MLB: Detroit Tigers Find Their Own Fountain of Youth in 2011

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MLB: Detroit Tigers Find Their Own Fountain of Youth in 2011
Jim McIsaac/Getty Images
Austin Jackson - Center Fielder

When you think of the Detroit Tigers over the last few years, who are the players that come to mind?

Magglio Ordonez or Ivan Rodriguez? Carlos Guillen, Brandon Inge and Johnny Damon?

It always seems like the Tigers are the oldest team in the league. This season, however, that could not be farther from the truth.

On their 40-man roster, Detroit has only nine players over the age of 31.

These new Tigers are dominated by youth. Players expected to be major contributors this year include Justin Verlander, Rick Porcello, Max Scherzer, Miguel Cabrera, Austin Jackson, and Brennan Boesch.

Verlander is the oldest in this group, and he just turned 28 five days ago. It seems as though he's been starting for Detroit since the turn of the millennium.  

Of the Tigers' nine projected Opening Day starters, only Inge and Ordonez will be over 30. The rest of the starters and most of the key backups are young, and in their prime.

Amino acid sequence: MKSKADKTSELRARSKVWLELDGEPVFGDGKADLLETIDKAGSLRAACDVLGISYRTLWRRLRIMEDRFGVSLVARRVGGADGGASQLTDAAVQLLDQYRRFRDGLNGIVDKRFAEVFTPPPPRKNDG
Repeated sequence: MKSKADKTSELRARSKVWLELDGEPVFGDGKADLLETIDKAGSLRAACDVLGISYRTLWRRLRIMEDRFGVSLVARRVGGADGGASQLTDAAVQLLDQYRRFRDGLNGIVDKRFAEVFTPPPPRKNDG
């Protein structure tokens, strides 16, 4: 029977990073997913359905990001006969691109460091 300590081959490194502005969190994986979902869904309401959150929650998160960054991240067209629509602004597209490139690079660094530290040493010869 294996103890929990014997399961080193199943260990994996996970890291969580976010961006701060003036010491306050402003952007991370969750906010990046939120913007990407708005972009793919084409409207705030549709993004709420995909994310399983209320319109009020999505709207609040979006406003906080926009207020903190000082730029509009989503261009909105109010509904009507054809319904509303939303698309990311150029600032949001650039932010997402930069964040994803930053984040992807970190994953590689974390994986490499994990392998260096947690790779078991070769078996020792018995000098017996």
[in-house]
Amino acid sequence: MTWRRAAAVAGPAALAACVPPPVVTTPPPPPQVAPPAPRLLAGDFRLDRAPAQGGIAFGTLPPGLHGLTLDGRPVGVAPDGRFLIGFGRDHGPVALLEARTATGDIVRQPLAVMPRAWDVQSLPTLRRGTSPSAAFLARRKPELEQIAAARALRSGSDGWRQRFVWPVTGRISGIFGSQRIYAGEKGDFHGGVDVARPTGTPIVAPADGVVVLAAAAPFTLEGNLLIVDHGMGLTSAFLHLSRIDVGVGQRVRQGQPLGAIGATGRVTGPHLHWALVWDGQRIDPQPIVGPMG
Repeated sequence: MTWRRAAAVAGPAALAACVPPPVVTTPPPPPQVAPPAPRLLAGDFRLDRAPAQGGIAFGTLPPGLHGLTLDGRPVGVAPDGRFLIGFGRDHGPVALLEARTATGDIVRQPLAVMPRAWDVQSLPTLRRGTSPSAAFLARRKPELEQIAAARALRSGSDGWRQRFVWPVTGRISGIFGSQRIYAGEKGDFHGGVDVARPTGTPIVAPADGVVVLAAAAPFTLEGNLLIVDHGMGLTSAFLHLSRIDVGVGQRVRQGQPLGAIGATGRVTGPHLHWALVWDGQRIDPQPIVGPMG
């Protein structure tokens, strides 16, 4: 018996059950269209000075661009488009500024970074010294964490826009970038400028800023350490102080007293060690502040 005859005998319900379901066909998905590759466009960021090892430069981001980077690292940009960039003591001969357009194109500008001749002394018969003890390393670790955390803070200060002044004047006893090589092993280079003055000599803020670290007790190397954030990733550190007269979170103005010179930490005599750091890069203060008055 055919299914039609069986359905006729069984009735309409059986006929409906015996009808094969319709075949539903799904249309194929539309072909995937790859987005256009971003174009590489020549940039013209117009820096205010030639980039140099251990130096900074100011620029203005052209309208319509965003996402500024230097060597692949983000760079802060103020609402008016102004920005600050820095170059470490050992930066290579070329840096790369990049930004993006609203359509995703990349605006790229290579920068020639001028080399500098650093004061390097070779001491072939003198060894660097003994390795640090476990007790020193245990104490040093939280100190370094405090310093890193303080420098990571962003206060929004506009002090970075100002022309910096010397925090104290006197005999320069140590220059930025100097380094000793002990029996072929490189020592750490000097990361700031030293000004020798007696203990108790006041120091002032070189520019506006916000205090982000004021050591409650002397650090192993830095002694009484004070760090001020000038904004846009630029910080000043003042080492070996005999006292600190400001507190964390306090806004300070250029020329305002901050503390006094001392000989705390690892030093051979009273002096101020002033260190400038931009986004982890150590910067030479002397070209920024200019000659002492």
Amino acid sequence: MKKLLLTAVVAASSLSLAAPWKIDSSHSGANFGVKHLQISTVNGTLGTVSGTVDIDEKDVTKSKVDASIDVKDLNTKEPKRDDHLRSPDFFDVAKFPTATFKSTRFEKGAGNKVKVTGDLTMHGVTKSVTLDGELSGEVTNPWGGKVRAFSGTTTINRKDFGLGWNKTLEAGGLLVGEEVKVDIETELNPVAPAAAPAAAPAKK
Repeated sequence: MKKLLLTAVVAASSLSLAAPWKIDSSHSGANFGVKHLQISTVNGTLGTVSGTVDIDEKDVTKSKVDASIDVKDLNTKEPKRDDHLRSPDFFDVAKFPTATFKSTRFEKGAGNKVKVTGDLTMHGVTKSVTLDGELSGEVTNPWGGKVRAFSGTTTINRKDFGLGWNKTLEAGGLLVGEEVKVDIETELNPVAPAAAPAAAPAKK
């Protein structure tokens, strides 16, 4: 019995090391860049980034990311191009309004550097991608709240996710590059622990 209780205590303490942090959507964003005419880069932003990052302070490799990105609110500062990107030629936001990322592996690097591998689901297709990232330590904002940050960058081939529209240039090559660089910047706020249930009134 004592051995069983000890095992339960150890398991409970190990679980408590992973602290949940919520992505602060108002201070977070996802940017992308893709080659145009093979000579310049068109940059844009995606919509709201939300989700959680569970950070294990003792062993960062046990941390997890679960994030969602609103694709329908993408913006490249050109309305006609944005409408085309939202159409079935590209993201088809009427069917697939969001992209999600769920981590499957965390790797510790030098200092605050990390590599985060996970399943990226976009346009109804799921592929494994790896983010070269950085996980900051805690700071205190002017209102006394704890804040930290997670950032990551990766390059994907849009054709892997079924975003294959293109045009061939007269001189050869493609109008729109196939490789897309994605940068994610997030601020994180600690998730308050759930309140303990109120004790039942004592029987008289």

The same goes with the rotation and most of the bullpen. It has been a long time since I've felt that Detroit was cultivating youthful talent instead of bringing in players on the back end of their careers.

It doesn’t stop with the major league roster, either.

The Tigers have a fine stock of young talent in the minor leagues just waiting for their turn. The most notable of those players is Jacob Turner. He is one of the stars of the future for Detroit, and he is only 19 years old.

The Tigers will be hard-pressed to keep Turner in the minors for the whole 2011 season; if he pitches like the coaches expect he will, a September call-up is not impossible.

Of all the things I see from the Tigers this spring, youth is the most important.

To me, it means the Tigers are drafting well and cultivating homegrown talent. They are letting players develop into stars instead of shopping them for the next stop-gap player who comes along.

That's the difference between teams that try to win today, and teams that continue to win tomorrow.

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